“It can be the best financial deal on the planet, but if it doesn’t fit our strategy…we’re not interested.”
This quote from Gary Norcross, President and CEO of Fidelity National Information Services, expresses a simple principle: In order to be successful, an acquisition must be strategic in nature.
One of the primary reasons acquisitions fail is because the buyer purchases whatever “good” deal that happens to come its way without giving a thorough consideration to the underlying strategy. Do not make this mistake. Always evaluate a deal with your company’s overall strategy in mind and do not let emotion cloud your judgement. Remember that organic and inorganic growth initiatives should complement one another. An acquisition is not a strategy; it’s a tool to help you execute your strategy.
Saying “no” to opportunities that are not aligned with your growth strategy is a paramount, but difficult skill to master. As business leaders, we want to say “yes” to everything, especially when it comes to new business opportunities and it is very tempting to pursue a deal even if it doesn’t really fit in with our strategy. Acquiring a company that fails to meet your strategy is a detriment, not a benefit and will pull you in the wrong direction, distracting you from executing your plan. For example, if you want to expand into the Canadian market, acquiring a company in Germany is not likely to help you reach this goal. You have limited time and resources, so focus on what is important to be most effective. Think about it this way: A “good” deal is not really a “good” deal if it does not meet your strategy.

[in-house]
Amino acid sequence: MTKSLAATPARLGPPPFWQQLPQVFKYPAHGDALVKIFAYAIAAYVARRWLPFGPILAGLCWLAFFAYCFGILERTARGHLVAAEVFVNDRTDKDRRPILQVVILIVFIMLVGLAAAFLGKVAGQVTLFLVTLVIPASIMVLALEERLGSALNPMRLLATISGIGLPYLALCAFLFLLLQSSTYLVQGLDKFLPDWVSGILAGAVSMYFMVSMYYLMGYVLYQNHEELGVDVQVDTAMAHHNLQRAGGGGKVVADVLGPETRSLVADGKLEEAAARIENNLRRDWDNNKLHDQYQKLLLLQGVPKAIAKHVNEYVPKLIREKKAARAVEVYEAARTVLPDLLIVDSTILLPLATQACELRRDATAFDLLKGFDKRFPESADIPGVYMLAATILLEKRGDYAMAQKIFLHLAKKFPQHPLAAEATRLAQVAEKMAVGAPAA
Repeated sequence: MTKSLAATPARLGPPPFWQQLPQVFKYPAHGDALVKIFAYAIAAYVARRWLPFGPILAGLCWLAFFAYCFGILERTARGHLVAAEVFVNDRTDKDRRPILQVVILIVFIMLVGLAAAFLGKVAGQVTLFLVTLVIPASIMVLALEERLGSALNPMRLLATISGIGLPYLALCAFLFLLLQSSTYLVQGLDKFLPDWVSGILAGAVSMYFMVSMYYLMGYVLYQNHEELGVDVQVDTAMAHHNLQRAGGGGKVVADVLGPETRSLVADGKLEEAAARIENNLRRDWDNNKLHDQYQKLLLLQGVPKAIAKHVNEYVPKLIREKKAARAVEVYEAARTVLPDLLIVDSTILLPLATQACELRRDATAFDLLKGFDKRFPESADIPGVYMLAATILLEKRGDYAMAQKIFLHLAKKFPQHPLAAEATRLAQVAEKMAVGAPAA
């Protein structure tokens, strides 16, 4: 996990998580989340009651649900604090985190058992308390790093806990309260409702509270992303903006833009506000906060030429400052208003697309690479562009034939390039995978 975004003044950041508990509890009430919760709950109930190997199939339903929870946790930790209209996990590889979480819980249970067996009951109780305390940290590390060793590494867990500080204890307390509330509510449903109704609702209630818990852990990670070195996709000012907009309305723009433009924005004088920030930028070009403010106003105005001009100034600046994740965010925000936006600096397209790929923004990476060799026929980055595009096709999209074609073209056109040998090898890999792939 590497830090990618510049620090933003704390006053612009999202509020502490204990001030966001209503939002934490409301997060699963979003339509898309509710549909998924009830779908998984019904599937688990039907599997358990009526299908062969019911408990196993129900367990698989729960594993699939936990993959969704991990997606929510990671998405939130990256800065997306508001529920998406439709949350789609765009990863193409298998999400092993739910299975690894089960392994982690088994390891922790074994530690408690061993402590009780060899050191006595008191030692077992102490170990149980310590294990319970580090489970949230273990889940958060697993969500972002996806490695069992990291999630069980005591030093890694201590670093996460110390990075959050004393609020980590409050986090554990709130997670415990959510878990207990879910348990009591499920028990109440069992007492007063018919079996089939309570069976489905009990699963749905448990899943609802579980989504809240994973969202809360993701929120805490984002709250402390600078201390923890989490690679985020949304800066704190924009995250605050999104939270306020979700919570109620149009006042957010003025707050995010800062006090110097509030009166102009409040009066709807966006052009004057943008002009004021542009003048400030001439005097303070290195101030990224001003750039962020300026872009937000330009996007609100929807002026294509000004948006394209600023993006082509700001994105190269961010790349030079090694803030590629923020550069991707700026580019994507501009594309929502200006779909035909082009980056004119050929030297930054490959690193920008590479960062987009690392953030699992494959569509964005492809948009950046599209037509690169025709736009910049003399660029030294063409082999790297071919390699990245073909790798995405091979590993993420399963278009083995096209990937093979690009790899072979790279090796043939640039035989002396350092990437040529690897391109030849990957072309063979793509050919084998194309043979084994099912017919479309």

To take a disciplined approach to acquisitions, start by focusing on what is most important to you. What is your growth strategy? And how will an acquisition help you accomplish this? Drilling down you can begin to develop your strategic rationale and compile specific acquisition criteria. Once you have established this foundation, you will be able to evaluate acquisition opportunities and determine when to say “yes” and when to say “no.”